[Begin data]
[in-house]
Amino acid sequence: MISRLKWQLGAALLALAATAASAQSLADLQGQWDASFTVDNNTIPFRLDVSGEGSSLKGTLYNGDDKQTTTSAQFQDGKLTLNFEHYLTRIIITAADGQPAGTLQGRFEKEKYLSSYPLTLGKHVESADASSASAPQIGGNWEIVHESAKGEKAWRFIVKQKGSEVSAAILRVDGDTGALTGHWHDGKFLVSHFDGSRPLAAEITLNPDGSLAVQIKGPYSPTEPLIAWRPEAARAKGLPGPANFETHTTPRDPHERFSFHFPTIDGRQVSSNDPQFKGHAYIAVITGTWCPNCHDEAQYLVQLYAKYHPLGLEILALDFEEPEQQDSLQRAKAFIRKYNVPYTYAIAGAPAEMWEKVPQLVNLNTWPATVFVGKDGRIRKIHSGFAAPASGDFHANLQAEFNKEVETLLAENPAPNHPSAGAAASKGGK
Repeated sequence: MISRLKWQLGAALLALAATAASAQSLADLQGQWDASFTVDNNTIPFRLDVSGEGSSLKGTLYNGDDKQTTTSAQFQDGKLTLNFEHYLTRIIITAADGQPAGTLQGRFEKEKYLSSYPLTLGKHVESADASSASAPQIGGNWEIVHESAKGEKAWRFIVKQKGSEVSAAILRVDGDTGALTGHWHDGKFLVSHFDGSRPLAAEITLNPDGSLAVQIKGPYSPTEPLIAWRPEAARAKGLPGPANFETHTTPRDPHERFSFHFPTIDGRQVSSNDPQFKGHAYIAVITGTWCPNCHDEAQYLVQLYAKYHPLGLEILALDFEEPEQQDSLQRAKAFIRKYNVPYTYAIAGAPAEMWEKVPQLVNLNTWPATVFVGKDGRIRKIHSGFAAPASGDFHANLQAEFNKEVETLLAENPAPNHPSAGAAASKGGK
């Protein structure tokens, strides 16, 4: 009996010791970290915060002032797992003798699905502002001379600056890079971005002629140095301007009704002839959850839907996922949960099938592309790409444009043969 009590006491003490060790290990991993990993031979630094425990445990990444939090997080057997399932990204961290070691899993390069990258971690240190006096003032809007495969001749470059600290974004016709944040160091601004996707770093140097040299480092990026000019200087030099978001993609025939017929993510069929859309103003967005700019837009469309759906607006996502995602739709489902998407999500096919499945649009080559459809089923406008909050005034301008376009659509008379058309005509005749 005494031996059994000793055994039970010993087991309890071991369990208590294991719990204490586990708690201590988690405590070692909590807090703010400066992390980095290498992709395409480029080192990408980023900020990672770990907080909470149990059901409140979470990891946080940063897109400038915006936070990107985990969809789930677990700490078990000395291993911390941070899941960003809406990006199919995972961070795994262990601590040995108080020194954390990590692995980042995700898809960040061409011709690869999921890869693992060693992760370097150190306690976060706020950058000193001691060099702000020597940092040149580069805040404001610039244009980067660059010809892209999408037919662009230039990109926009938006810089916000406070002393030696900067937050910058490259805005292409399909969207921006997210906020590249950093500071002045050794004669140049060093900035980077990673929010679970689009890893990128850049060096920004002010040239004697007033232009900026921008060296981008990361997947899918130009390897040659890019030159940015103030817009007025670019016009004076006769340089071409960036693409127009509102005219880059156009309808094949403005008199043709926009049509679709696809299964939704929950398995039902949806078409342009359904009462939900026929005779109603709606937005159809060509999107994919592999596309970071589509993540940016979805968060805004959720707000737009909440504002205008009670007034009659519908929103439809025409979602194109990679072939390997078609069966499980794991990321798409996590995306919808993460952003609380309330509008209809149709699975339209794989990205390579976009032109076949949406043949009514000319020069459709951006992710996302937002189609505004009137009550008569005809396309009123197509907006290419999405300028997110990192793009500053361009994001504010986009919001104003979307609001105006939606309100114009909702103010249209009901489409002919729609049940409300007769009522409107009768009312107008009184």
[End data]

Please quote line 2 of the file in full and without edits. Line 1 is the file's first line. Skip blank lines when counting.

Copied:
Amino acid sequence: MISRLKWQLGAALLALAATAASAQSLADLQGQWDASFTVDNNTIPFRLDVSGEGSSLKGTLYNGDDKQTTTSAQFQDGKLTLNFEHYLTRIIITAADGQPAGTLQGRFEKEKYLSSYPLTLGKHVESADASSASAPQIGGNWEIVHESAKGEKAWRFIVKQKGSEVSAAILRVDGDTGALTGHWHDGKFLVSHFDGSRPLAAEITLNPDGSLAVQIKGPYSPTEPLIAWRPEAARAKGLPGPANFETHTTPRDPHERFSFHFPTIDGRQVSSNDPQFKGHAYIAVITGTWCPNCHDEAQYLVQLYAKYHPLGLEILALDFEEPEQQDSLQRAKAFIRKYNVPYTYAIAGAPAEMWEKVPQLVNLNTWPATVFVGKDGRIRKIHSGFAAPASGDFHANLQAEFNKEVETLLAENPAPNHPSAGAAASKGGK